I haven’t been writing steampunk for very long, and I’ll admit it’s difficult to be precise about what is and isn’t steampunk. I’ve found various definitions of the word, but in a nutshell steampunk is a subgenre of science fiction and speculative fiction set in an era of steam-powered technology.
Strictly speaking a steampunk story doesn’t have to be set in the nineteenth century but even if it isn’t it should still have that Victorian feel to it ie. an atmosphere that is gritty and industrialised. Jonathan Green’s Evolution Expects is set at the end of the 20th century but still conveys a very Victorian feel—the British Empire is still ruling the waves and Queen Victoria (fuelled by her steam-powered wheelchair) is about to celebrate her 160th birthday. Some steampunk stories are more historical fantasy, such as Agatha H and the Airship City which takes place in a European setting of no discernible era.
A steampunk story can include the supernatural or paranormal, from vampires and werewolves to monstrous golems. eg Gail Carriger’s Parasol Protectorate Series, Cindy Pape Spencer’s Photographs and Phantoms.
Steampunk is closely associated with a certain ‘look’ or aesthetic. Think of everyday items made from 19th century materials like brass, copper, glass, rubber. Machines and gadgets use cogs, wheels, levers, dials. Nothing is sleek or shiny, everything is engraved or adorned in some way.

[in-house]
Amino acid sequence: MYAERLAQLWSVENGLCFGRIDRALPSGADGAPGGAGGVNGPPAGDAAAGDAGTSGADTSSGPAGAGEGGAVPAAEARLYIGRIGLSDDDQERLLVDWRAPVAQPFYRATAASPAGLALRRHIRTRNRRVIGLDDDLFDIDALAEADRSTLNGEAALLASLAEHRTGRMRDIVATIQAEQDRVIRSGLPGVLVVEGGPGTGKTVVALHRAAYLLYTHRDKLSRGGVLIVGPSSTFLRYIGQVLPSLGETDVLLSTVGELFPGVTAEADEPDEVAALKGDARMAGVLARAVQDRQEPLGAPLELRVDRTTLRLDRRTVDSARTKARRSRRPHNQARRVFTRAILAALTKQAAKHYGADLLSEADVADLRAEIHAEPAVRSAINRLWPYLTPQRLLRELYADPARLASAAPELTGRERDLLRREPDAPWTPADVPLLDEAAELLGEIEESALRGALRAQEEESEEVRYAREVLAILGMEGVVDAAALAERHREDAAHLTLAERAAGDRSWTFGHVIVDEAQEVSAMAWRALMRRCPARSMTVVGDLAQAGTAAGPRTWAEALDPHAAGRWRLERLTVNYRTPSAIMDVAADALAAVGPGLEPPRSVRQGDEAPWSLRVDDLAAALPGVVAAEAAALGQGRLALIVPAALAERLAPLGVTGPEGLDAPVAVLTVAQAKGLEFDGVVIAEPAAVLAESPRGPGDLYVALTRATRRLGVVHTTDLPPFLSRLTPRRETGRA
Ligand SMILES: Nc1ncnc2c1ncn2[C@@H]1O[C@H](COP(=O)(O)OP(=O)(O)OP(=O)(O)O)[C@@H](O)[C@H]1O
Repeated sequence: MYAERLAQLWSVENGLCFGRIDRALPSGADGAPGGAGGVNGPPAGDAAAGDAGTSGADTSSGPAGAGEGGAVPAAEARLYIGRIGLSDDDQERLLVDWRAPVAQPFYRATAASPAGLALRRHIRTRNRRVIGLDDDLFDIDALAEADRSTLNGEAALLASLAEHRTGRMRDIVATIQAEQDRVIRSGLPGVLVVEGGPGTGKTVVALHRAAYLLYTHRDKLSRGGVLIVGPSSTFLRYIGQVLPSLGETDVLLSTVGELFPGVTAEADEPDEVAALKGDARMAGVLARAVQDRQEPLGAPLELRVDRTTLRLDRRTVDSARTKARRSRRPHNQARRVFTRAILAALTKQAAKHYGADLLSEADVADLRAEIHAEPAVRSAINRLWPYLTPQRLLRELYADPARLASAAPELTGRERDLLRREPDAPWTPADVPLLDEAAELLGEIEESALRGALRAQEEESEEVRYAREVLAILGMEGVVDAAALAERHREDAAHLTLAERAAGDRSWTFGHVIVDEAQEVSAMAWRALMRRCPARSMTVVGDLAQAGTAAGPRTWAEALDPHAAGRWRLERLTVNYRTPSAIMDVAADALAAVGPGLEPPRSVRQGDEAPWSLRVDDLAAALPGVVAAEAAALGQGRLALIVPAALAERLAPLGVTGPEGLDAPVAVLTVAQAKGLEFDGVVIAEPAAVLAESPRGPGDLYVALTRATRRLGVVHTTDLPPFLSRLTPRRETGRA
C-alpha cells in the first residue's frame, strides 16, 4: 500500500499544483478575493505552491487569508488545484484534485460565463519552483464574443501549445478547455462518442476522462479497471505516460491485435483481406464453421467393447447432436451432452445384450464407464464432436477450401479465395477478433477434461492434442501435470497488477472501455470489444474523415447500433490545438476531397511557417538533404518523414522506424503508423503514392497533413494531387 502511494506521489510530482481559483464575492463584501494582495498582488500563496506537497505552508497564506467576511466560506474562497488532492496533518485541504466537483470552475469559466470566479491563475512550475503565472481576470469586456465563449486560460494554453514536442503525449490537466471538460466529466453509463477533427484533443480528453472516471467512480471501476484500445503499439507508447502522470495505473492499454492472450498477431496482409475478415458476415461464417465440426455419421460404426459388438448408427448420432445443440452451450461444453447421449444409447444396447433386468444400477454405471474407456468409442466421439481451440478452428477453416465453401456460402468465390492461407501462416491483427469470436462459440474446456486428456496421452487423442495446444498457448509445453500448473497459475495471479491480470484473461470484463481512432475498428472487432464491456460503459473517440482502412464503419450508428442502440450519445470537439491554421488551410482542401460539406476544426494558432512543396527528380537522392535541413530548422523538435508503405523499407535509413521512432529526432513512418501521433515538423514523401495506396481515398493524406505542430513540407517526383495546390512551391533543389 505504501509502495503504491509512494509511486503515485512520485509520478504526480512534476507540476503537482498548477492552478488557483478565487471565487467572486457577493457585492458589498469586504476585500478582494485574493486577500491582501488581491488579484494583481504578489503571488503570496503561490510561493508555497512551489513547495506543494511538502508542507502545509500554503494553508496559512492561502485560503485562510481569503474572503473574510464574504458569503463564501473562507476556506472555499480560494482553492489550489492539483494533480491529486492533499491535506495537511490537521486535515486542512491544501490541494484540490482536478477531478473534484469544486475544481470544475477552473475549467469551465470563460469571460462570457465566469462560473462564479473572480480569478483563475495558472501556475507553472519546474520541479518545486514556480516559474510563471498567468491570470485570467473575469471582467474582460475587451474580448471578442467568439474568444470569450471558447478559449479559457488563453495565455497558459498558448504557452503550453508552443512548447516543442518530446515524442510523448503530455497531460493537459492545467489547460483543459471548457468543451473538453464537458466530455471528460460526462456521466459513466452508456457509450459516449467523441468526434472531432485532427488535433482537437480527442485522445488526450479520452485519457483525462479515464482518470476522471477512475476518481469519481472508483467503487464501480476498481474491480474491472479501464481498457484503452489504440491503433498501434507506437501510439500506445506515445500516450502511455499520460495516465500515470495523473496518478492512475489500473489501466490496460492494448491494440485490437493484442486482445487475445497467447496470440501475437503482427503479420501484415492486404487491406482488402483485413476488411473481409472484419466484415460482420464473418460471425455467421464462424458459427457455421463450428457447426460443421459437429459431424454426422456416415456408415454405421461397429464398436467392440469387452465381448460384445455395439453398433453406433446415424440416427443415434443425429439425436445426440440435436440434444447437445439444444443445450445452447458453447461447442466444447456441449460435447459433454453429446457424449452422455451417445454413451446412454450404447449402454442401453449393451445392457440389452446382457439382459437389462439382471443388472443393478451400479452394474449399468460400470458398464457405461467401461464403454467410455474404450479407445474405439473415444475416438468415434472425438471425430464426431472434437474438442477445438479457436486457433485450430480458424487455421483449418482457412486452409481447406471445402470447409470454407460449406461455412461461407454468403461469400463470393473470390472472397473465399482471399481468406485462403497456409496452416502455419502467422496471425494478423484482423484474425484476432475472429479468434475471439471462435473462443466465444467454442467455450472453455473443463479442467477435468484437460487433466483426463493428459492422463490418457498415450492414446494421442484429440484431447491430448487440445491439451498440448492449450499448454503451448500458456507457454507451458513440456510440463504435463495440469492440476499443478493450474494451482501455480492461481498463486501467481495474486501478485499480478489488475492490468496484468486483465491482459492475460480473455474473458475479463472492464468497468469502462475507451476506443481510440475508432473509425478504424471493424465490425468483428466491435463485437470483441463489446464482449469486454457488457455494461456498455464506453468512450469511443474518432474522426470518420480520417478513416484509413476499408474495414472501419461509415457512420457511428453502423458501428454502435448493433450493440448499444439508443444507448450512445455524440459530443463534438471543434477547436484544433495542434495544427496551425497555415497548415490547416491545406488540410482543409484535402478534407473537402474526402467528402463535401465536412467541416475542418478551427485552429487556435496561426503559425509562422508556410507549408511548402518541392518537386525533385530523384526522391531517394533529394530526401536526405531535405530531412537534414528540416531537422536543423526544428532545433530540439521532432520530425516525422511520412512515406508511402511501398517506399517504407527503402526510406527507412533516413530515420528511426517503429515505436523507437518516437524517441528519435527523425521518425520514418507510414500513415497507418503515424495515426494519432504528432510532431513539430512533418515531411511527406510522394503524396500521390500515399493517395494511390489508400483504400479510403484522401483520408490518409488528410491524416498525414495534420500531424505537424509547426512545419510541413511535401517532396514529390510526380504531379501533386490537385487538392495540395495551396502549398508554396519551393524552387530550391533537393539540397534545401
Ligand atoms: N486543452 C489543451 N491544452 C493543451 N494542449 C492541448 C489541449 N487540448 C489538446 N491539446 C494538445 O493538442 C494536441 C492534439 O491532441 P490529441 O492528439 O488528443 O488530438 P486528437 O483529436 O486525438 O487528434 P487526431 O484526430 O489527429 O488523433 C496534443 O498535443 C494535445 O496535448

Characters put the ‘punk’ in steampunk. They can be orphaned pickpockets, mad inventors or scarred aristocrats. They can be rich or poor, beautiful or ugly, nobles or peasants, but in some way they are marginalised from the rest of society, and it’s their differences that propel the story.
I think by its very nature steampunk lends itself to romance, suspense and adventure. Pitching eccentric characters into a cauldron of technological change, social upheaval and straitlaced Victorian values raises intriguing possibilities limited only by the writer’s imagination.
I’ve had great fun writing my steampunk novella, Asher’s Invention. It began as nothing more serious than a break from the contemporary romances I’d been writing, but the idea took hold of me, and I knew I had to finish the story.
Now, sheer desperation has driven Minerva to Asher’s door. Her father has been kidnapped by investors furious that he’s never been able to make the machine work. Only Asher, now a rich and famous inventor in his own right, can replicate the device. He’s also become a hard, distant stranger far different from the young idealist she once loved.
Despite their troubled past, Asher agrees to help Minerva. He still harbors his suspicions about her, but their reunion stirs emotions and desires they both thought were buried forever. Can they rebuild their fragile relationship in time to save her father and their future together?